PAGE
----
PDCAAS (Protein Digestibility Corrected Amino Acid Score) is based on the amino acid requirements of humans. A protein scoring a 1.0 indicates it meets all the essential amino acid requirements of humans according to the Food Agriculture Organization and World Health Organization. However, it does not take into account surplus essential amino acids some proteins have that could compensate for lower levels in another protein like beans.

1) Whey Protein Concentrate

Whey concentrate is derived from milk and is rapidly absorbed into the bloodstream which makes it ideal after a workout and upon waking in the morning. Proteins are extracted from whey by micro-filtration, cross-flow micro-filtration and ion exchange. These processes preserve the integrity of the protein which yields a high-quality, low-lactose, low-fat protein source. Whey protein concentrate contains roughly 75% to 80% protein. It's much more economical than whey isolate because the process of removing most of fat and carbs is relatively inexpensive. Whey protein contains the highest concentration (23-25%) of branched chain amino acids (BCAA's) of any single protein source. This BCAA content is important because BCAAs are an integral part of muscle metabolism and are the first aminos sacrificed during muscle catabolism.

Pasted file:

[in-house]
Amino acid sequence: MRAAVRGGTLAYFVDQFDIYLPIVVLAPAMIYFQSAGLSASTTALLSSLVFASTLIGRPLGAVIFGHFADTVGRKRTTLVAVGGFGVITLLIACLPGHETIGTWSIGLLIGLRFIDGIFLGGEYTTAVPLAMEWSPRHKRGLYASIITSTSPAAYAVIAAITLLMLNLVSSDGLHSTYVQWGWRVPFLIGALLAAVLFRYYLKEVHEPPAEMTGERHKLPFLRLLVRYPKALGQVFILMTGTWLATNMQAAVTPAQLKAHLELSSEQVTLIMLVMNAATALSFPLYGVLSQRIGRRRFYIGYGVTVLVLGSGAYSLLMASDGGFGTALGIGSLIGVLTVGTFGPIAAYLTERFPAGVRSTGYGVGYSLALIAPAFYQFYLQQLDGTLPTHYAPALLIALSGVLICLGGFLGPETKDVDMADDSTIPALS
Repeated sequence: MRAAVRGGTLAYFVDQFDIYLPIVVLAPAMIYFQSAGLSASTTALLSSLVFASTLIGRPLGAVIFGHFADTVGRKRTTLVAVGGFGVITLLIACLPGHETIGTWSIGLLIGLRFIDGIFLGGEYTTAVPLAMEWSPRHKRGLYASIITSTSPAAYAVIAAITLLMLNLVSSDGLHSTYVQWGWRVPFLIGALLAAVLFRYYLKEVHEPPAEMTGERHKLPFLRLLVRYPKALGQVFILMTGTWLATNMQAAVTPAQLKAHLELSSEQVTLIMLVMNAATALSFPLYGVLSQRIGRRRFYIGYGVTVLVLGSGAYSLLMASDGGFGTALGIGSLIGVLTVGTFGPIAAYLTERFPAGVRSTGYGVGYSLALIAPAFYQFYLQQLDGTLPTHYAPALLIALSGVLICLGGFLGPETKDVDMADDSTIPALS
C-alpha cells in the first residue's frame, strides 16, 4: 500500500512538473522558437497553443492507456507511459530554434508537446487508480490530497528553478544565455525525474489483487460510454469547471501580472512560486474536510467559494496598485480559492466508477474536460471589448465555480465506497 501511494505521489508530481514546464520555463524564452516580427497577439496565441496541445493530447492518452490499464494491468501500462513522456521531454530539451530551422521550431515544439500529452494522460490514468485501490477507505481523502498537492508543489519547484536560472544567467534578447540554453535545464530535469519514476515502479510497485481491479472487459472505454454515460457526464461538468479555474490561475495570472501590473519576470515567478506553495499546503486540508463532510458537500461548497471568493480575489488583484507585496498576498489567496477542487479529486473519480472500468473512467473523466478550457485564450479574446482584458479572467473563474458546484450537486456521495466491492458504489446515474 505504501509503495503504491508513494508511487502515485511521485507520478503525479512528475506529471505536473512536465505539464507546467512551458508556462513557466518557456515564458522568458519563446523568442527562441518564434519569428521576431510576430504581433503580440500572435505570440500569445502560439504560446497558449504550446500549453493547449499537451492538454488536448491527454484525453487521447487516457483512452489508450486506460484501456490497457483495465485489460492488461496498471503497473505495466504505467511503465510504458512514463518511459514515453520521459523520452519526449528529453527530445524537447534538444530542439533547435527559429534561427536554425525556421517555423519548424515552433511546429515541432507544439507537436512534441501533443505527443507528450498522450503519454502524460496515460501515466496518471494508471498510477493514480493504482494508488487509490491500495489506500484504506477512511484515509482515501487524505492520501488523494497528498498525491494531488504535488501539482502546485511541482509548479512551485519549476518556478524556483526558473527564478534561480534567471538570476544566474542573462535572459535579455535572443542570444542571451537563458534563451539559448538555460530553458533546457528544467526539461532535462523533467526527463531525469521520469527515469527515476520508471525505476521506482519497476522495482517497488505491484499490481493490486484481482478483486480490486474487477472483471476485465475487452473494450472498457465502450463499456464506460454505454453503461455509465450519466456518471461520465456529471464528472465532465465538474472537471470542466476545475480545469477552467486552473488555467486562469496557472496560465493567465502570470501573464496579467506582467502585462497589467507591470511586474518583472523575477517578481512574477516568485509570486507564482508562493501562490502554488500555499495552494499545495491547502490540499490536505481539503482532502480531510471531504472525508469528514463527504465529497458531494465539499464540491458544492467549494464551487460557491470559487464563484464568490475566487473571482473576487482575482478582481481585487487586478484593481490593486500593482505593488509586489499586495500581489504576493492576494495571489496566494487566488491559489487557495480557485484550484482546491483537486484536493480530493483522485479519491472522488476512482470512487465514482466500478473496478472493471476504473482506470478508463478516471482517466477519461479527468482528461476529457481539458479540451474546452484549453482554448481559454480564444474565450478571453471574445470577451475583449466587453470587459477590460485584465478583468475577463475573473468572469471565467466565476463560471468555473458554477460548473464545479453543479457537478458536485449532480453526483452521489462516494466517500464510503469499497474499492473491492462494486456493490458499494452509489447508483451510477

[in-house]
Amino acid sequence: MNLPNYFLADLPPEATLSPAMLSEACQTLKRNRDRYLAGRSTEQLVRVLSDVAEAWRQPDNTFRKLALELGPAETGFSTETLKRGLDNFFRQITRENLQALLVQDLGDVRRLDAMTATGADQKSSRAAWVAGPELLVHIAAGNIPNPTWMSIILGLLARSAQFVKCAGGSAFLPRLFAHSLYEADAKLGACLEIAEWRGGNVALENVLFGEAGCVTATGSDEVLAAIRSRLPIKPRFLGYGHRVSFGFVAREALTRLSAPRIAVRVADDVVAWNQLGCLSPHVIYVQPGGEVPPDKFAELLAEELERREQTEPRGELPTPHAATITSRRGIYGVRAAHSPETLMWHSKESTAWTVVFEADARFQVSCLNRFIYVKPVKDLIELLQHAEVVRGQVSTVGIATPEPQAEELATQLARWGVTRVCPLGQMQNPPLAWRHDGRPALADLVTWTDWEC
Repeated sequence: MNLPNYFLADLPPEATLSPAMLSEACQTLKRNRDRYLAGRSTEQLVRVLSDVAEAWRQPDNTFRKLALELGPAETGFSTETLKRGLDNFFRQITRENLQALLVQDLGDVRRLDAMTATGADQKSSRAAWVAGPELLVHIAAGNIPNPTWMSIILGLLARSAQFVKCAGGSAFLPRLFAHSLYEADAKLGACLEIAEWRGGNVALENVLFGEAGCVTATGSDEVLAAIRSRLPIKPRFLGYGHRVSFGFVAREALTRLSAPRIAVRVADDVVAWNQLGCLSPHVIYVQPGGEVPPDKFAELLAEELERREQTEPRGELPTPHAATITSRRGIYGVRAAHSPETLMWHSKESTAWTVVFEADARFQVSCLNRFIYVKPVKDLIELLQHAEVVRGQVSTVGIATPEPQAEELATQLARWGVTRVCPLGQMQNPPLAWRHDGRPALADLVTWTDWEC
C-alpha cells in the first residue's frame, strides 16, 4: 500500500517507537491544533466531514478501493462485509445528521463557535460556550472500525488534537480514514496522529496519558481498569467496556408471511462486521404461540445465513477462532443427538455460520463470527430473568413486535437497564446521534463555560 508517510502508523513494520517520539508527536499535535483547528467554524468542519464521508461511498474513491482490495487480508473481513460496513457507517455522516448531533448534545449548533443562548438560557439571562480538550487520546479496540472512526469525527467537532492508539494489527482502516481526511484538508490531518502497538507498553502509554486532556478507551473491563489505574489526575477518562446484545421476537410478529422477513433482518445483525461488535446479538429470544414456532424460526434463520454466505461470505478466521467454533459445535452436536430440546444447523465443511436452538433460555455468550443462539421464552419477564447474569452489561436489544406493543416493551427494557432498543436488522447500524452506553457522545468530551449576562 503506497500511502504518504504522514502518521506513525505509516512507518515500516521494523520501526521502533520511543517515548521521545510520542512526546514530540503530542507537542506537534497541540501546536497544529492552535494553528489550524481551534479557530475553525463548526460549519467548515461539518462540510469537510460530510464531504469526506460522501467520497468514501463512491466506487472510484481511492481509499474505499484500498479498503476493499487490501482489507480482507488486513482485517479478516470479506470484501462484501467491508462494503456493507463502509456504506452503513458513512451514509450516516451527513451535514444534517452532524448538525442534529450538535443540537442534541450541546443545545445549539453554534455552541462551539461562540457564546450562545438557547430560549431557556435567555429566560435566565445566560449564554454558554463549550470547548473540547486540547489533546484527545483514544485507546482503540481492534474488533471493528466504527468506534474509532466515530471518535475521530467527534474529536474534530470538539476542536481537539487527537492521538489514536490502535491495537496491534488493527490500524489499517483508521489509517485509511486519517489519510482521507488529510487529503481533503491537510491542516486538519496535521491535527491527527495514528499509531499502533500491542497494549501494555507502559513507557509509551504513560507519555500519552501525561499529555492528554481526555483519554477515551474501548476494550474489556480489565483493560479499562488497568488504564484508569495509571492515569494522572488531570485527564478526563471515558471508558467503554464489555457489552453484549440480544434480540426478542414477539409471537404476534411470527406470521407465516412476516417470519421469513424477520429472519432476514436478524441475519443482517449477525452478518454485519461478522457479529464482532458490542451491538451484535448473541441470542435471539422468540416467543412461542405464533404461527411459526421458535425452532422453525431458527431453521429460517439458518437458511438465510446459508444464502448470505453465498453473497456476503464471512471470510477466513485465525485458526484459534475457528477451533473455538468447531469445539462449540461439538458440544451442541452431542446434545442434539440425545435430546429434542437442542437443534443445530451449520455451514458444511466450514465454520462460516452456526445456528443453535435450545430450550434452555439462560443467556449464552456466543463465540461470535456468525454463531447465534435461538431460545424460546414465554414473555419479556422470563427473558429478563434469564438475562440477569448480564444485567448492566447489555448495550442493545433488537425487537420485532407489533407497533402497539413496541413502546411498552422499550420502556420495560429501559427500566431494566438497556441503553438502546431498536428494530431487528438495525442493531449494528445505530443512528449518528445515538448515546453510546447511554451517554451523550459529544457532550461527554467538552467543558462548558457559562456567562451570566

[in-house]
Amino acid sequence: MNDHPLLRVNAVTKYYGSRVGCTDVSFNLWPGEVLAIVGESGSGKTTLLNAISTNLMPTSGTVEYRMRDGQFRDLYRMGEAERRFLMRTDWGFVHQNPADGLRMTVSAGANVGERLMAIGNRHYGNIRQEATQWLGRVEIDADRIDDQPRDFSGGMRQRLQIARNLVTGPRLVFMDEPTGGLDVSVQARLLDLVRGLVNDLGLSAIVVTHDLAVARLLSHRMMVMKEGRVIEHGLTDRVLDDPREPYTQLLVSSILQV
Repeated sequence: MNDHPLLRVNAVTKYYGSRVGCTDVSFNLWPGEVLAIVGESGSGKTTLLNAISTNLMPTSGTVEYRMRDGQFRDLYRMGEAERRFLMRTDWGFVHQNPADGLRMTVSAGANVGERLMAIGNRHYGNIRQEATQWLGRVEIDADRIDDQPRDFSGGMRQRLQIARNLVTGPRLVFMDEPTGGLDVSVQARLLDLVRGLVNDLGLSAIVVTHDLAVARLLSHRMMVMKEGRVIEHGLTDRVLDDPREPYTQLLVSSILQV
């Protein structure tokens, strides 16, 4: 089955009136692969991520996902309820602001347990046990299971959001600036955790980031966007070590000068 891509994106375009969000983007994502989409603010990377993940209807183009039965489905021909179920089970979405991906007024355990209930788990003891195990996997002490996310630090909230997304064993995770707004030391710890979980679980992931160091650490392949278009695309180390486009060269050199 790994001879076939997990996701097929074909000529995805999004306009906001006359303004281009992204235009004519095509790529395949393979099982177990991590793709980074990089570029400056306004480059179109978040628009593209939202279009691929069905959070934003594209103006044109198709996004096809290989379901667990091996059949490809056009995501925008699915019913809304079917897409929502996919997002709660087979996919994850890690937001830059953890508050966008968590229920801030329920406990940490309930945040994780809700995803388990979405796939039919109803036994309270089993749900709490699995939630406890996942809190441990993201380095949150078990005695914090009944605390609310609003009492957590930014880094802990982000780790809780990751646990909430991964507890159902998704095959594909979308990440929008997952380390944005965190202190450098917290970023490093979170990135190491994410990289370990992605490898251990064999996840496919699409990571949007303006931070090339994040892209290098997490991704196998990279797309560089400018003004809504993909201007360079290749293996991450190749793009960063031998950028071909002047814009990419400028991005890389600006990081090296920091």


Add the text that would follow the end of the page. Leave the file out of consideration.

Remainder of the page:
2) Whey Protein Isolate

Whey Protein Isolates are the highest quality whey protein available. The best filtering processes are utilized which yields a protein source near 90% with minimal fat and carbs. This higher quality doesn't come cheap as whey isolates are more expensive than whey concentrates. Like whey concentrate, whey isolate is rapidly absorbed and contains a similar BCAA profile.

3) Casein